„To gain freedom is to gain simplicity.“

—  Joan Miró, 1940 - 1960, Joan Miró, Joan Miró Foundation
Joan Miró Foto
Joan Miró4
pintor surrealista catalán 1893 - 1983

Citas similares

Elizabeth Bibesco Foto

„My soul has gained the freedom of the night.“

—  Elizabeth Bibesco writer, actress; Romanian princess 1897 - 1945
Haven (1951), Poems (1928)

Lech Wałęsa Foto

„Freedom must be gained step by step, slowly. Freedom is a food which must be carefully administered when people are too hungry for it.“

—  Lech Wałęsa Polish politician, Nobel Peace Prize winner, former President of Poland 1943
Interview http://news.google.com/newspapers?nid=1946&dat=19810316&id=mjkyAAAAIBAJ&sjid=vaQFAAAAIBAJ&pg=866,2677867&q=%22Freedom+must+be+gained+step+by+step+slowly+Freedom+is+a+food+which+must+be+carefully+administered+when+people+are+too+hungry+for+it%22 with Oriana Fallaci (22 & 23 February 1981)

Terry Goodkind Foto
Erica Jong Foto
Robert H. Jackson Foto
Peace Pilgrim Foto

„There is great freedom in simplicity of living.“

—  Peace Pilgrim American non-denominational spiritual teacher 1908 - 1981
Ch. 2 : My Spiritual Growing Up : My Steps Toward Inner Peace

Eleanor Roosevelt Foto
Borís Pasternak Foto
Bruce Lee Foto

„When there is freedom from mechanical conditioning, there is simplicity.“

—  Bruce Lee, libro Tao of Jeet Kune Do
Tao of Jeet Kune Do (1975), Context: When there is freedom from mechanical conditioning, there is simplicity. The classical man is just a bundle of routine, ideas and tradition. If you follow the classical pattern, you are understanding the routine, the tradition, the shadow — you are not understanding yourself.

Margaret Fuller Foto
Assata Shakur Foto
Barack Obama Foto
Rabindranath Tagore Foto
Martin Luther King, Jr. Foto
Aldo Leopold Foto

„The elemental simplicities of wilderness travel were thrills not only because of their novelty, but because they represented complete freedom to make mistakes. … Perhaps every youth needs an occasional wilderness trip, in order to learn the meaning of this particular freedom.“

—  Aldo Leopold, libro A Sand County Almanac
A Sand County Almanac, 1949, "Wisconsin: Marshland Elegy," "Wisconsin: The Sand Counties" "Wisconsin: On a Monument to the Pigeon," and "Wisconsin: Flambeau", “Wisconsin: Flambeau”, p. 113.

T. E. Lawrence Foto

„I loved you, so I drew these tides of men into my hands
and wrote my will across the sky in stars
To gain you Freedom, the seven-pillared worthy house,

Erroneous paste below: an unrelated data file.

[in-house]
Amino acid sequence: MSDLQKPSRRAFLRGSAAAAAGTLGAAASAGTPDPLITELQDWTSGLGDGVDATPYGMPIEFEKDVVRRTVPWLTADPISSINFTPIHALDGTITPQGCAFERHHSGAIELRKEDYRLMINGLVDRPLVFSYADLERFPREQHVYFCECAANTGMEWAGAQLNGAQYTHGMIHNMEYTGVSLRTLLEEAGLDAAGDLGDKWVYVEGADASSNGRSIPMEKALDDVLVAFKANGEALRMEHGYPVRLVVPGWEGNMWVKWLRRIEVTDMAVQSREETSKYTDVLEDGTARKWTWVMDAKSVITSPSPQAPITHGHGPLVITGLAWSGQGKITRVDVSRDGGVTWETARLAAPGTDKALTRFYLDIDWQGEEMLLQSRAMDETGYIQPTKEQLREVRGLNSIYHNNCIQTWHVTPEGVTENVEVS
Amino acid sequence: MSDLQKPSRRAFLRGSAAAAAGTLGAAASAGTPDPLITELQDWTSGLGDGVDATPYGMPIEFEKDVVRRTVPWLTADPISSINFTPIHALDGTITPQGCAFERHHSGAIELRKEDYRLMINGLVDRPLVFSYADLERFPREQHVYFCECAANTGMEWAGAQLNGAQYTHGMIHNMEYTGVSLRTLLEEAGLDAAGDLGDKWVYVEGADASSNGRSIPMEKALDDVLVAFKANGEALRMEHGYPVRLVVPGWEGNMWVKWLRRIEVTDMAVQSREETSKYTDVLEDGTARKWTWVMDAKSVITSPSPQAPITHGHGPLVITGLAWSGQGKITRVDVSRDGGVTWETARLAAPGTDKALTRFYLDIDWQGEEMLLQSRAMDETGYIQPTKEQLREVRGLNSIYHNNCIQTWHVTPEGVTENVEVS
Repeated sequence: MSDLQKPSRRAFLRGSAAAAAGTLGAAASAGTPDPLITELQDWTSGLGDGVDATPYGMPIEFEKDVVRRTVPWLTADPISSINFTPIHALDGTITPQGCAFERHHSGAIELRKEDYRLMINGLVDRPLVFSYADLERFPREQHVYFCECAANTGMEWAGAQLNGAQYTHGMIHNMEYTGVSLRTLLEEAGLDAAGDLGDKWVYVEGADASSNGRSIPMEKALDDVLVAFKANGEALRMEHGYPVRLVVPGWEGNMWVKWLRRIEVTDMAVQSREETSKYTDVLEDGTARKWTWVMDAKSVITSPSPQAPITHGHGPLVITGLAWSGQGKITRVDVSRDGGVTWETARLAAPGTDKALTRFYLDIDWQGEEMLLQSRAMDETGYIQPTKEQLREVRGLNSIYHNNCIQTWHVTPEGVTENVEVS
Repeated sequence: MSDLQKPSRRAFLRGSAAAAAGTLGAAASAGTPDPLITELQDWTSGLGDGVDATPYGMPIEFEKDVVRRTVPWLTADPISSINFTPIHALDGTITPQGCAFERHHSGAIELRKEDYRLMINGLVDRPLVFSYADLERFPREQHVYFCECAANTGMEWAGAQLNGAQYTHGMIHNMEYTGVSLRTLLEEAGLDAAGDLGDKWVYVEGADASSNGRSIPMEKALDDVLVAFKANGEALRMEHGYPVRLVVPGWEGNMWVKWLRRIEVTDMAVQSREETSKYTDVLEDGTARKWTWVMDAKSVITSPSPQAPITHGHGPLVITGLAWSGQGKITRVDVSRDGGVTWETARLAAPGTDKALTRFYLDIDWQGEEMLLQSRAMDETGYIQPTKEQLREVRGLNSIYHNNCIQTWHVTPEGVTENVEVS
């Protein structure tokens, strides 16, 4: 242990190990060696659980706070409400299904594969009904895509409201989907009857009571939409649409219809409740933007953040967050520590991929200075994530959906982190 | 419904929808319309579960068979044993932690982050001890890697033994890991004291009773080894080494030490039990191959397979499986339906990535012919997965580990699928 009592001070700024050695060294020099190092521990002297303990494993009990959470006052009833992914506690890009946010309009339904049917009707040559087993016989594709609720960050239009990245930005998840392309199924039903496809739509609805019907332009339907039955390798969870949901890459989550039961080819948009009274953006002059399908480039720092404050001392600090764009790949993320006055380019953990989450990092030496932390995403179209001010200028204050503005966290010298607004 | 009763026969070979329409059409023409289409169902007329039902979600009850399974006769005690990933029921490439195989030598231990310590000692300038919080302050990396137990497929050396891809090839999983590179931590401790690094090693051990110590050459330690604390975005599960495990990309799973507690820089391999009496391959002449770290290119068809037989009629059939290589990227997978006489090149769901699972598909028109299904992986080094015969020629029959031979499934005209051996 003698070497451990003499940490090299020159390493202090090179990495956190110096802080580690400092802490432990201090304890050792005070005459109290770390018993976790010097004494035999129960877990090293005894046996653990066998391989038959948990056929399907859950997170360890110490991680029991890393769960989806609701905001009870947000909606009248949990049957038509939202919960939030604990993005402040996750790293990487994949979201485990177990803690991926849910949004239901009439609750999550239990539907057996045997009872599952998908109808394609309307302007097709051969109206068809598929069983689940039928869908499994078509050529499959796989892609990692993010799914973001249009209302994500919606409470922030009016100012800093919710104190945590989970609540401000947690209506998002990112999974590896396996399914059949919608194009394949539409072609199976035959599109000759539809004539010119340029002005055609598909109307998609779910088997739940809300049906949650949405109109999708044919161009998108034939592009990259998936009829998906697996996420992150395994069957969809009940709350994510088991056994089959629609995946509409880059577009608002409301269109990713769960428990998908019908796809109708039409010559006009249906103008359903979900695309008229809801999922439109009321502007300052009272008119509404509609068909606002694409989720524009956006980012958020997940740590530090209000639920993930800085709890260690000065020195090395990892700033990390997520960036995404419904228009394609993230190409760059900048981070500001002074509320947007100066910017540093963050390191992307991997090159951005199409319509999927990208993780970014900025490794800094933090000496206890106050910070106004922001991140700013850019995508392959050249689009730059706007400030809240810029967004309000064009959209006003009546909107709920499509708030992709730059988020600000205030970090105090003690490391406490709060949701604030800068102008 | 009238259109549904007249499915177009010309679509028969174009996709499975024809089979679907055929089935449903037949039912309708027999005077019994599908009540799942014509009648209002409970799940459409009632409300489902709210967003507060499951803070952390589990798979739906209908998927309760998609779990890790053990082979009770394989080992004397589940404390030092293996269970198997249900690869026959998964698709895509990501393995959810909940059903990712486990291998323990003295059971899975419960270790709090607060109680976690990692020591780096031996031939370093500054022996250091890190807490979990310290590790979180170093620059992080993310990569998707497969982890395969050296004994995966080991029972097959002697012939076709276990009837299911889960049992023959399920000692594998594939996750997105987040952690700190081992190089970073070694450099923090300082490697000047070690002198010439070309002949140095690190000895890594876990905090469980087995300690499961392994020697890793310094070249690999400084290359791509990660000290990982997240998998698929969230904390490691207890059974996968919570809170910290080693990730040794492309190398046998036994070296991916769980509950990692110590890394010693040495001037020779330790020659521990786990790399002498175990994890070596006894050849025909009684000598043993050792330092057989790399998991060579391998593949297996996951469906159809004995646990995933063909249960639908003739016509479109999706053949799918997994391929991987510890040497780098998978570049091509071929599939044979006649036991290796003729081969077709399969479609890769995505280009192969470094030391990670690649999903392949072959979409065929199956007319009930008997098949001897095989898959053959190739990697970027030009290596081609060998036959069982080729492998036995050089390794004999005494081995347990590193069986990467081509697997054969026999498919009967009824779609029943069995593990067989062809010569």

that your eyes might be shining for me
When I came.“

—  T. E. Lawrence, libro Seven Pillars of Wisdom
Seven Pillars of Wisdom (1922), Dedicatory poem, to "S. A.", as written in the 1922 "Oxford text"; variant : "When we came" for "When I came" in the 1926 edition, and others.

Joseph Goebbels Foto
Tsunetomo Yamamoto Foto

„If by setting one's heart right every morning and evening, one is able to live as though his body were already dead, he gains freedom in the Way. His whole life will be without blame, and he will succeed in his calling.“

—  Tsunetomo Yamamoto, libro Hagakure
Hagakure (c. 1716), Context: The Way of the Samurai is found in death. When it comes to either/or, there is only the quick choice of death. It is not particularly difficult. Be determined and advance. To say that dying without reaching one's aim is to die a dog's death is the frivolous way of sophisticates. When pressed with the choice of life or death, it is not necessary to gain one's aim. We all want to live. And in large part we make our logic according to what we like. But not having attained our aim and continuing to live is cowardice. This is a thin dangerous line. To die without gaining one's aim is a dog's death and fanaticism. But there is no shame in this. This is the substance of the Way of the Samurai. If by setting one's heart right every morning and evening, one is able to live as though his body were already dead, he gains freedom in the Way. His whole life will be without blame, and he will succeed in his calling. As translated by William Scott Wilson. This first sentence of this passage was used as a military slogan during the early 20th century to encourage soldiers to throw themselves into battle. Variant translations: Bushido is realised in the presence of death. In the case of having to choose between life and death you should choose death. There is no other reasoning. Move on with determination. To say dying without attaining ones aim is a foolish sacrifice of life is the flippant attitude of the sophisticates in the Kamigata area. In such a case it is difficult to make the right judgement. No one longs for death. We can speculate on whatever we like. But if we live without having attaining that aim, we are cowards. This is an important point and the correct path of the Samurai. When we calmly think of death morning and evening and are in despair, We are able to gain freedom in the way of the Samurai. Only then can we fulfil our duty without making mistakes in life. By the Way of the warrior is meant death. The Way of the warrior is death. This means choosing death whenever there is a choice between life and death. It means nothing more than this. It means to see things through, being resolved. I have found that the Way of the samurai is death. This means that when you are compelled to choose between life and death, you must quickly choose death. The way of the Samurai is in death. I have found the essence of Bushido: to die!

Susan Cooper Foto

„Lorem ipsum dolor sit amet, consectetuer adipiscing elit. Etiam egestas wisi a erat. Morbi imperdiet, mauris ac auctor dictum.“